Pumpkin seeds are too good to waste
One of the best rewards during pumpkin season are the seeds. They taste great, can be flavored in multiple ways and are great for snacks and salad toppers.
When you first remove the seeds from the pumpkin, however, it’s kind of a slimy mess. But it’s easy to clean them up.
“Put the seeds, pulp and all, in a big bowl of water. Rub them vigorously with your hands and they’ll clean up fast,” said Tammy Roberts, nutrition specialist for University of Missouri Extension.
Don’t worry if there’s a bit of pulp and string left on the seeds, Roberts says. It will come off easily after the seeds are prepared.
There are several ways to prepare pumpkin seeds. They can be roasted, boiled, dehydrated and even microwaved. Right before preparation, you can use your culinary skills and palate to add any flavor you want.
“That can include cheese you put on popcorn, garlic, garlic powder and Worcestershire sauce, thyme and cayenne pepper, or cinnamon, ground ginger and allspice,” Roberts said. “You can also roast them with no salt or flavoring.”
To roast the seeds, spray a cookie sheet with vegetable oil and spread the seeds out in a single layer.
“Lightly spray the tops of the seeds with vegetable oil and add your flavoring, if desired,” Roberts said. Bake at 300 degrees for 30 minutes or until the seeds are lightly browned.
Pumpkin seeds can also be dehydrated. Place them in a dehydrator at 115 to 120 degrees for one to two hours.
“If you don’t have a dehydrator, you can dehydrate them in the oven,” Roberts says. “Place them in a shallow pan in the oven. Set the oven on warm.”
It takes about three or four hours, she says. Just make sure that you watch the seeds and stir them often to prevent burning.
No matter how you prepare them, pumpkins seeds are a terrific and healthy snack. Roberts says they’re a great source of minerals, protein and monounsaturated fat.
“One ounce of roasted pumpkin seeds—about 140 seeds—provides 148 calories, 9 grams of protein and 1 gram of fiber,” Roberts said.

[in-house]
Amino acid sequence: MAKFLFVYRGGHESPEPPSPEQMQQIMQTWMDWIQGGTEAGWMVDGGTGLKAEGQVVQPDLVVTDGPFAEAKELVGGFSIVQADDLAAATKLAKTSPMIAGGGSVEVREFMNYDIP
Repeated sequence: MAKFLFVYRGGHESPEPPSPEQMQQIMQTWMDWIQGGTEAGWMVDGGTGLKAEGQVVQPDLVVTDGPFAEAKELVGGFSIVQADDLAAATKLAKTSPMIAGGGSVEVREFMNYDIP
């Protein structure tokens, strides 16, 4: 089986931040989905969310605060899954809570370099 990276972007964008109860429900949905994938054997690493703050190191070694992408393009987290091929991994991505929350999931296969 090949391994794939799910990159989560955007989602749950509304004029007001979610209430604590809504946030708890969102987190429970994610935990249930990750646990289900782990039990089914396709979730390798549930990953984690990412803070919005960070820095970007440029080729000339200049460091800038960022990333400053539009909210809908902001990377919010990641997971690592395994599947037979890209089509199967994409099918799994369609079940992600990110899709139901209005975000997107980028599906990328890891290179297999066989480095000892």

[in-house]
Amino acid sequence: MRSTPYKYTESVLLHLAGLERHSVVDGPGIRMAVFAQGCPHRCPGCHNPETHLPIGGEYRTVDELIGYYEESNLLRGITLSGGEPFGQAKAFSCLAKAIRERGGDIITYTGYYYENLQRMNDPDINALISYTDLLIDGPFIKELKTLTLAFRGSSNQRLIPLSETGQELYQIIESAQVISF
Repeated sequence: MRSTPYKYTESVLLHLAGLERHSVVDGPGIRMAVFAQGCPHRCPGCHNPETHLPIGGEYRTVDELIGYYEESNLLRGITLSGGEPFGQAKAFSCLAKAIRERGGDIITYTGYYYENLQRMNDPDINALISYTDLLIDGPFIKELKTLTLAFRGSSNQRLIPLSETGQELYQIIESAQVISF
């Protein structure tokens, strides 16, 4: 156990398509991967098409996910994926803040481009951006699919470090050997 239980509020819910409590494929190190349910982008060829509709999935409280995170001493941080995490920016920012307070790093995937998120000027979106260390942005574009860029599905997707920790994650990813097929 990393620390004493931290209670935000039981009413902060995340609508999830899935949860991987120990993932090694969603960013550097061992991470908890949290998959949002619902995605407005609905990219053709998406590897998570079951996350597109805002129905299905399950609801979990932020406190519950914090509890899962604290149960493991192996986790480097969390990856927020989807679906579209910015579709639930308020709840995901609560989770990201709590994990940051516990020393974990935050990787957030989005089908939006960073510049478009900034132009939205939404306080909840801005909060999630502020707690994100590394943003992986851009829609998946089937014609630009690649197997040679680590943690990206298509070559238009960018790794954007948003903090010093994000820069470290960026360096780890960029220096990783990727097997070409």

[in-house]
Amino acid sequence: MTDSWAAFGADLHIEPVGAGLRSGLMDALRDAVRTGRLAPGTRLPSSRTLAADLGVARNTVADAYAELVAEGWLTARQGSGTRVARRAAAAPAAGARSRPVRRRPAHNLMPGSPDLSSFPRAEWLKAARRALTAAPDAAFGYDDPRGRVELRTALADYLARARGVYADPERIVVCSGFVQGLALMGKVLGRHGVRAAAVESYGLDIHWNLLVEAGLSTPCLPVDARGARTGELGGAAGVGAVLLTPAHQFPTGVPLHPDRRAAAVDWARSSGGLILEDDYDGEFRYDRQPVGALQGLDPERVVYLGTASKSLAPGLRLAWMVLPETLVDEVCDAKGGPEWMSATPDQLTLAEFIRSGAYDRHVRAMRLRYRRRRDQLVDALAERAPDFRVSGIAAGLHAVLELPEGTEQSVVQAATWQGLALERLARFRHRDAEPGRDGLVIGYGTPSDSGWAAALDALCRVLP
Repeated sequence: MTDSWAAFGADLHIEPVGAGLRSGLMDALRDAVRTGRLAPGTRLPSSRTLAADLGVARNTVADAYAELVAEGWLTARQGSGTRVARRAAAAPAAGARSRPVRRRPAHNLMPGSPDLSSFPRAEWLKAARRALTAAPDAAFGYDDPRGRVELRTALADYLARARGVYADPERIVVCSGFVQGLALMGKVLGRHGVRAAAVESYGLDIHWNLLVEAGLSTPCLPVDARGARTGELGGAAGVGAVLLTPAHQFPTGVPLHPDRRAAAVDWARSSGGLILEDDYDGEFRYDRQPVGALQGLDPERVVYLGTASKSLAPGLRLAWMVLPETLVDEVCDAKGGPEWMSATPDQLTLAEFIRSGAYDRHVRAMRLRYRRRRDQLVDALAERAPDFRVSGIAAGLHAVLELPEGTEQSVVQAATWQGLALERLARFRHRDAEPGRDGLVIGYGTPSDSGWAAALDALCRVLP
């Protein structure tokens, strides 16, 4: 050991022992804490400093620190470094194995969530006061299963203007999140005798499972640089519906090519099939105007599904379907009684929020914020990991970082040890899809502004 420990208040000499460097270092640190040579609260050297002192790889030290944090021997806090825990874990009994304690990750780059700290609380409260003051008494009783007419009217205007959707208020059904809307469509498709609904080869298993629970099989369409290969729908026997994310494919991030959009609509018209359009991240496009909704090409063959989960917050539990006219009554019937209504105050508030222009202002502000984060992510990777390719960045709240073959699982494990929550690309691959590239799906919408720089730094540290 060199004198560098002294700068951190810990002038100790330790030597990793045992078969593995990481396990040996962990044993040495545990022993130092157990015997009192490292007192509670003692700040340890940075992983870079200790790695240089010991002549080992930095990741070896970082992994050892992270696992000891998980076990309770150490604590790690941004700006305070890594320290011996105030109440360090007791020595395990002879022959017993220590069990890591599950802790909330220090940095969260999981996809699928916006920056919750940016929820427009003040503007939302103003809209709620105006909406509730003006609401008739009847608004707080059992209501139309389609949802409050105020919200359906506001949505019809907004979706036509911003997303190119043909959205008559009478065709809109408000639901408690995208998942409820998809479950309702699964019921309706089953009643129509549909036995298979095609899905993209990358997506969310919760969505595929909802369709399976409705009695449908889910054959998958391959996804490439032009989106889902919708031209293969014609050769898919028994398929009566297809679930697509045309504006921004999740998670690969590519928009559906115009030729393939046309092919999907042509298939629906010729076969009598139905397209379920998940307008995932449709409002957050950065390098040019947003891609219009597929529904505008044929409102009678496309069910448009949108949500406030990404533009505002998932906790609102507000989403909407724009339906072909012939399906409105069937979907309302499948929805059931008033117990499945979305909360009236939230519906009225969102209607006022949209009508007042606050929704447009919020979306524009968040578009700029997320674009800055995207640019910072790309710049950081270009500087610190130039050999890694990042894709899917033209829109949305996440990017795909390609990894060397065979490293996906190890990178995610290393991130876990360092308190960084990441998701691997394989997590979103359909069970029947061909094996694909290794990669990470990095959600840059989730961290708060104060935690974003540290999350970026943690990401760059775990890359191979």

Pumpkin seeds are available year-round, but are at their best during pumpkin season. So don’t throw those seeds away.
Source: Tammy Roberts, 660-679-4167
Pumpkin Seed Snack Mix
Jami Nolen, Nutrition Program Associate
October 2, 2011
October is the time for pumpkins and pumpkin seeds! This snack mix is perfect for anyone who has a peanut or tree nut allergy because it is nut free. It contains pumpkin seeds and sunflower seeds instead of nuts.
Makes 32, 2-tablespoon size, servings
- 1/4 cup olive oil
- 1 teaspoon ground cumin
- 1 teaspoon chili powder
- 1/2 teaspoon red pepper
- 1/4 cup sugar
- 2 tablespoons honey
- 2 cups pumpkin seeds
- 2 cups sunflower seeds
- 1 cup dried cranberries (optional)
- Heat oil in a large nonstick skillet until hot; add cumin, red pepper and chili powder. Cook over medium-high heat 30 seconds, stirring constantly. Add sugar and honey, and stir until sugar dissolves.
- Stir in pumpkin and sunflower seeds; cook, stirring constantly, 8 minutes or until seeds are toasted and mixture smells good.
- Carefully spoon seed mixture onto a big piece of lightly greased aluminum foil. Cool completely. Add cranberries, if using. Store seeds in an airtight container up to 2 weeks.
Calories from fat: 74%
Fat: 11.5 g
Saturated fat: 1.5 g
Monounsaturated fat: 2.1 g
Polyunsaturated fat: 3.1 g
Protein: 4.7 g
Carbohydrate: 5.7 g
Fiber: 1.3 g
Cholesterol: 0.0 mg
Iron: 1.6 mg
Sodium: 5 mg
Calcium: 11 mg